7. Bill Edrich (cricketer)
8. Henry Blogg*
9. James Dyson
10. Roger Taylor (Queen**)
* See more next blog
** Born in King's Lynn from where I write - six miles from Sandringham, home of the Queen!)
(List prompted by a visit to Norfolk)

10 People who use/used green ink

1. Financial auditors
2. Pharmacists
3. Heads of the British secret service
4. Do gooder educationists marking assignments (red can upset children)
5. Printers marking up galley proofs
6. Legal clerks correcting a document for the second time
7. US Navy pilots logging combat flights
8. The poet Pablo Neruda
9.  E M Forster writing early drafts of Passage to India
10. Conspiracy theorists writing to British newspapers
(This blog was prompted by learning from a pharmacist in the church that they always use green ink. Plenty available elsewhere on the net about this but no list like this one).

London Culture 02

After the Courtauld I got myself south of the river to Shakespeare's Globe for the first time this summer. The play was sold out but I thought I'd try the returns queue and had a choice of three tickets. I opted for the first time to sit down. They said the view was restricted because it was next to a camera filming the performance - but it was a front row fine view (I was glad to be under cover though there was very little rain).
Midsummer Night's Dream must be the first Shakespeare I ever encountered around 14, though I don't recall seeing it performed at all. It is quite hard to follow in some ways as the Titania Oberon elements assume a number of things. You can't help liking Bottom and the mechanics though, especially when played as well as they were by Pearce Quigley and co. Fergal McElherron was a ringer for Bobby Ball at times. The scene with the wall at the end was milked for every legitimate laugh and was genuinely funny. Every time I get to the Globe I enjoy it and I'm just sorry that (mainly with my art classes) I've not been until now this season. More here.

London Culture 01

I had quite a cultural day in the nation's capital yesterday. First I got myself down to the Courtauld Gallery (its half price on Mondays). There is a summer exhibition at the moment on Gauguin. Most of the artefacts are on permanent display but the exhibition (of five paintings, a sculpture, some prints and a few other things) is done well. See more here.

Lord's Day August 4 2013

I am often not in London on the first Sunday in August so it was good to be preaching here. Numbers were down a bit in the morning but not too bad. I carried on with 1 Corinthians 7 (17-24) and the matter of guidance. God's work in our hearts is the radical thing. Otherwise we should be pretty conservative. In the evening I did the last of my series on heavenly crow looking at the Crown of glory mentioned in 1 Peter 5:4 and the similar reference in 1 Thessalonians 2:19. We enjoyed having lunch in the garden with one of my deacons and his family.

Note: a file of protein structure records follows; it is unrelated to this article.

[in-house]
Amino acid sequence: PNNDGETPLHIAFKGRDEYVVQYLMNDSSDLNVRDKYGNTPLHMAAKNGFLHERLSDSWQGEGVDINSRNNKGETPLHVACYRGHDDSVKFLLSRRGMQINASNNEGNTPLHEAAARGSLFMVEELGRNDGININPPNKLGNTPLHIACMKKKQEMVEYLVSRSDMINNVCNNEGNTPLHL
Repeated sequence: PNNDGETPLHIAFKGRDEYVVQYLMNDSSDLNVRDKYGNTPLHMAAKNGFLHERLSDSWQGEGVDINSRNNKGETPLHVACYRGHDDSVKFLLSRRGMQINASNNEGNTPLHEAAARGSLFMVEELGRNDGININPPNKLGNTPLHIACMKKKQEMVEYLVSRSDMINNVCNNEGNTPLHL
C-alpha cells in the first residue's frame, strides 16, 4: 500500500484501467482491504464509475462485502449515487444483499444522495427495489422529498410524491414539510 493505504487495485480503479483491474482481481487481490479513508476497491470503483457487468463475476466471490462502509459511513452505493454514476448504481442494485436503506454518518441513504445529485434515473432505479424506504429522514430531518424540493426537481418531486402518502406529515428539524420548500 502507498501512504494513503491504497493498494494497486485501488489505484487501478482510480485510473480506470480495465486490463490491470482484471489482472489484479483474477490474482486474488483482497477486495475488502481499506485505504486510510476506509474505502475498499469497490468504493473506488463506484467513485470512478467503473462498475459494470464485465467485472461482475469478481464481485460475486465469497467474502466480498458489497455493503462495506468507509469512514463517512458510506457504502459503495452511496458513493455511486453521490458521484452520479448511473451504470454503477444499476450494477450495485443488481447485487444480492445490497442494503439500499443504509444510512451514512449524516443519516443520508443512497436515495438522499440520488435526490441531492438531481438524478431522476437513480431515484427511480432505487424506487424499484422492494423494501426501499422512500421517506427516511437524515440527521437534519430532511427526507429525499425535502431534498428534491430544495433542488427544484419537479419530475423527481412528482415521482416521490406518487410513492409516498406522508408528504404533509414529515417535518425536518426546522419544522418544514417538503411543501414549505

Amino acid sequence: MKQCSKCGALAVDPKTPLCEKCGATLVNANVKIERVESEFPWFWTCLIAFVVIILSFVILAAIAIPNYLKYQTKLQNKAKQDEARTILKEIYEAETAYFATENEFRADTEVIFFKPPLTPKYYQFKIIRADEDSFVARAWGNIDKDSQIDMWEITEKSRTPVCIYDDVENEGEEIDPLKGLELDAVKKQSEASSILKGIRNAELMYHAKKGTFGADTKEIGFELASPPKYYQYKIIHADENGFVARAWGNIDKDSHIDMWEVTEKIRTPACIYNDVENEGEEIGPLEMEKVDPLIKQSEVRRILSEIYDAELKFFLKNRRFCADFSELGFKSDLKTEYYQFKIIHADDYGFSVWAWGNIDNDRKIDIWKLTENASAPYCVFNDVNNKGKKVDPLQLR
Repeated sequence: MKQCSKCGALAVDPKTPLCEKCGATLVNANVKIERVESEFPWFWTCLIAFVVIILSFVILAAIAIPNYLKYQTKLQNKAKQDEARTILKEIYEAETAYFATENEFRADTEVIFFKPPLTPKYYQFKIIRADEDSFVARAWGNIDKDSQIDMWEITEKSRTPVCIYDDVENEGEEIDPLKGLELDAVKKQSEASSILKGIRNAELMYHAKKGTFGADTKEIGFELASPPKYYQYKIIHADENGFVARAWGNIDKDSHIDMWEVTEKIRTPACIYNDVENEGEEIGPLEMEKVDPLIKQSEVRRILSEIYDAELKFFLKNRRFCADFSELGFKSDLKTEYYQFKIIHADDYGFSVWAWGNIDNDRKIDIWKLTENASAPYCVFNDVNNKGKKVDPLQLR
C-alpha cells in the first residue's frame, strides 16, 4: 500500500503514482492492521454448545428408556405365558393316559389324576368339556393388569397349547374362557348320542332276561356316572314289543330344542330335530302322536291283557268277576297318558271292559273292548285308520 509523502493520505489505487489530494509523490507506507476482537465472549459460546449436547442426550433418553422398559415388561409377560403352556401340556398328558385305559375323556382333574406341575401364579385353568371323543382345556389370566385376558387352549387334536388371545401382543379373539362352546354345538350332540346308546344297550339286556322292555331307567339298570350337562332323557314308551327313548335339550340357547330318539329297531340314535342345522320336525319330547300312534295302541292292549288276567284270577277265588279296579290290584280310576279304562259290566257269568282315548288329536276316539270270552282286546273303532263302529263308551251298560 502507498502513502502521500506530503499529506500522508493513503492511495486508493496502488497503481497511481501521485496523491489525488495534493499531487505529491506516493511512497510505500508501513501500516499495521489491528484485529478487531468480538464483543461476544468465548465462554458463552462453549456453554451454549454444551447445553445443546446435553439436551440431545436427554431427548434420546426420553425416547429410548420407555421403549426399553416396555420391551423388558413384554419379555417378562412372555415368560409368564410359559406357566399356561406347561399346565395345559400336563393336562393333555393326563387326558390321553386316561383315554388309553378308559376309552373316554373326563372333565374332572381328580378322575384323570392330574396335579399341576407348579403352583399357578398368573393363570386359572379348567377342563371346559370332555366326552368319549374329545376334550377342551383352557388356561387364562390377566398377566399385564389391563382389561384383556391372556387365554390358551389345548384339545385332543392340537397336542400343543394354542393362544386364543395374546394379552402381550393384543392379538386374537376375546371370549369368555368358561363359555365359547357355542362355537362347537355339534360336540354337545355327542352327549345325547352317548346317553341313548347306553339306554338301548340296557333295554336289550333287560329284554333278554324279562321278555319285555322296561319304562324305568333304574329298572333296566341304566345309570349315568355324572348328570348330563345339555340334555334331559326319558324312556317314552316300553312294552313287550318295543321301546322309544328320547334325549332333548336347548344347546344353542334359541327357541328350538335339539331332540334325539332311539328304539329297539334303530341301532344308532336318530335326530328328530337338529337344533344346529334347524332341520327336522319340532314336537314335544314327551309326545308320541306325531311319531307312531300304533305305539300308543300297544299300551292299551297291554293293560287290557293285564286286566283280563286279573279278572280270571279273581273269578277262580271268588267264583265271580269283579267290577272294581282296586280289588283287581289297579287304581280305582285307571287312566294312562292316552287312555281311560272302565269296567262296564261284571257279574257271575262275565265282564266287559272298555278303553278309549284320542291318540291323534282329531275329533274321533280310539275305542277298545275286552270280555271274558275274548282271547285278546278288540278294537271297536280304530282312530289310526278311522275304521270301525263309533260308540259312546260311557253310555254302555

Of Mice and Men

I took opportunity while I was away to do some reading, of course. I wanted to read Steinbeck's Of men and mice because kids read it in school these days and I was curious. So I now know why it has the title it has (not just the Burns reference) and I'm familiar with the basic story. It's a good story, well written but as it is only a novella it works at a fairly superficial level - great for kids starting on serious literature. I've never seen any of the movie versions. I started The grapes of wrath once may be I'll have another go.


It's hard to believe that a week ago we were all in Brittany. This blog makes no attempt to give a blow by blow account of things but I felt I ought to mention my first time in that part of the world and how much we enjoyed it. We had such a nice place and such great weather that we didn't do much exploring but I'm glad that we at least did a little. It was good to see Mont St Michel after often hearing about it. We also enjoyed Combourg and Dinan. The French seem to do Mediaeval very well. The Breton traditions of crepes and cider, etc, were in evidence but hardly a hint of the language where we were. General impressions of France - useless toilets and vast arable farming - are no doubt similar to those of others.


I discovered this song through my sons. Called unbelievers it is by Americans Vampire Weekend. Still not sure what the lyrics, which talk about being born again and hell and sinners, are saying but certainly this is what many unbelievers are like - young, handsome, artistic, clever and asking questions. They are clearly not excited (indeed desperate not to be) even though they should be.